400. route-map <NAME> permit 20
  401. match peer <Another Peer Address>
  402. call <In Route-Map for this Peer>
  403. @end example
  404. This is exactly the process that has been followed to generate the route-map
  405. RSCLIENT-A-IMPORT. The route-maps that are called inside it (A-IMPORT-FROM-B
  406. and A-IMPORT-FROM-C) are exactly the same than the In route-maps from the
  407. original configuration of RA (PEER-B-IN and PEER-C-IN), only the name is
  408. different.
  409. The same could have been done to create the Export policy for RA (route-map
  410. RSCLIENT-A-EXPORT), but in this case the original Out route-maps where so
  411. simple that we decided not to use the @var{call WORD} commands, and we
  412. integrated all in a single route-map (RSCLIENT-A-EXPORT).
  413. The Import and Export policies for RB and RC are not shown, but
  414. the process would be identical.
  415. @node Further considerations about Import and Export route-maps
  416. @subsection Further considerations about Import and Export route-maps
  417. The current version of the route server patch only allows to specify a
  418. route-map for import and export policies, while in a standard BGP speaker
  419. apart from route-maps there are other tools for performing input and output
  420. filtering (access-lists, community-lists, ...). But this does not represent
  421. any limitation, as all kinds of filters can be included in import/export
  422. route-maps. For example suppose that in the non-route-server scenario peer
  423. RA had the following filters configured for input from peer B:
  424. @example
  425. neighbor 2001:0DB8::B prefix-list LIST-1 in
  426. neighbor 2001:0DB8::B filter-list LIST-2 in
  427. neighbor 2001:0DB8::B route-map PEER-B-IN in
  428. ...
  429. ...
  430. route-map PEER-B-IN permit 10
  431. match ipv6 address prefix-list COMMON-PREFIXES
  432. set local-preference 100
  433. route-map PEER-B-IN permit 20
  434. match ipv6 address prefix-list PEER-B-PREFIXES
  435. set community 65001:11111
  436. @end example
  437. It is posible to write a single route-map which is equivalent to
  438. the three filters (the community-list, the prefix-list and the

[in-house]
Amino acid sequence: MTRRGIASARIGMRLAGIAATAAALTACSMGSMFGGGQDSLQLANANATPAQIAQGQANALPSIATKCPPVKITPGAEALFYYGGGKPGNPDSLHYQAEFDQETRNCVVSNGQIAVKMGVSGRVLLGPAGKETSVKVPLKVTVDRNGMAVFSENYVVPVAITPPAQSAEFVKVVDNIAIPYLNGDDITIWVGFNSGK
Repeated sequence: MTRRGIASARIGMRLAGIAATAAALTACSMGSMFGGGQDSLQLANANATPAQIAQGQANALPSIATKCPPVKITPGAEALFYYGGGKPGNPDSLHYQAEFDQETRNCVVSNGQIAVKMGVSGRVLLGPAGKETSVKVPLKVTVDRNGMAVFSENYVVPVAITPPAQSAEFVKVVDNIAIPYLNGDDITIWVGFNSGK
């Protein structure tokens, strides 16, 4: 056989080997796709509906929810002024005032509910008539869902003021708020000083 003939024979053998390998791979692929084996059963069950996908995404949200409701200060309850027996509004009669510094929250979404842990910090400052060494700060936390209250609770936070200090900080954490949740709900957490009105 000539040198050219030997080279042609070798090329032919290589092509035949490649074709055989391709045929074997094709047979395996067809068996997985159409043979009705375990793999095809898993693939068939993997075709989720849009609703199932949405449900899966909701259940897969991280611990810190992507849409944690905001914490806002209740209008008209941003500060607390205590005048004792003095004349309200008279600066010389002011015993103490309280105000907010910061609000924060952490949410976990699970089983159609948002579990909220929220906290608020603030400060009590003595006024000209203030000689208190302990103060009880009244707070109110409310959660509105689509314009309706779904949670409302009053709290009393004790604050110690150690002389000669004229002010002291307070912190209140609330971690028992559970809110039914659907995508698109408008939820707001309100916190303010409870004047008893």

439. route-map). That route-map can then be used inside the Import
  440. policy in the route server. Lets see how to do it:
  441. @example
  442. neighbor 2001:0DB8::A route-map RSCLIENT-A-IMPORT import
  443. ...
  444. !
  445. ...
  446. route-map RSCLIENT-A-IMPORT permit 10
  447. match peer 2001:0DB8::B
  448. call A-IMPORT-FROM-B
  449. ...
  450. ...
  451. !
  452. route-map A-IMPORT-FROM-B permit 1
  453. match ipv6 address prefix-list LIST-1
  454. match as-path LIST-2
  455. on-match goto 10
  456. route-map A-IMPORT-FROM-B deny 2
  457. route-map A-IMPORT-FROM-B permit 10
  458. match ipv6 address prefix-list COMMON-PREFIXES
  459. set local-preference 100
  460. route-map A-IMPORT-FROM-B permit 20
  461. match ipv6 address prefix-list PEER-B-PREFIXES
  462. set community 65001:11111
  463. !
  464. ...
  465. ...
  466. @end example
  467. The route-map A-IMPORT-FROM-B is equivalent to the three filters
  468. (LIST-1, LIST-2 and PEER-B-IN). The first entry of route-map
  469. A-IMPORT-FROM-B (sequence number 1) matches if and only if both
  470. the prefix-list LIST-1 and the filter-list LIST-2 match. If that
  471. happens, due to the ``on-match goto 10'' statement the next
  472. route-map entry to be processed will be number 10, and as of that
  473. point route-map A-IMPORT-FROM-B is identical to PEER-B-IN. If
  474. the first entry does not match, `on-match goto 10'' will be
  475. ignored and the next processed entry will be number 2, which will
  476. deny the route.
  477. Thus, the result is the same that with the three original filters,
  478. i.e., if either LIST-1 or LIST-2 rejects the route, it does not
  479. reach the route-map PEER-B-IN. In case both LIST-1 and LIST-2
  480. accept the route, it passes to PEER-B-IN, which can reject, accept
  481. or modify the route.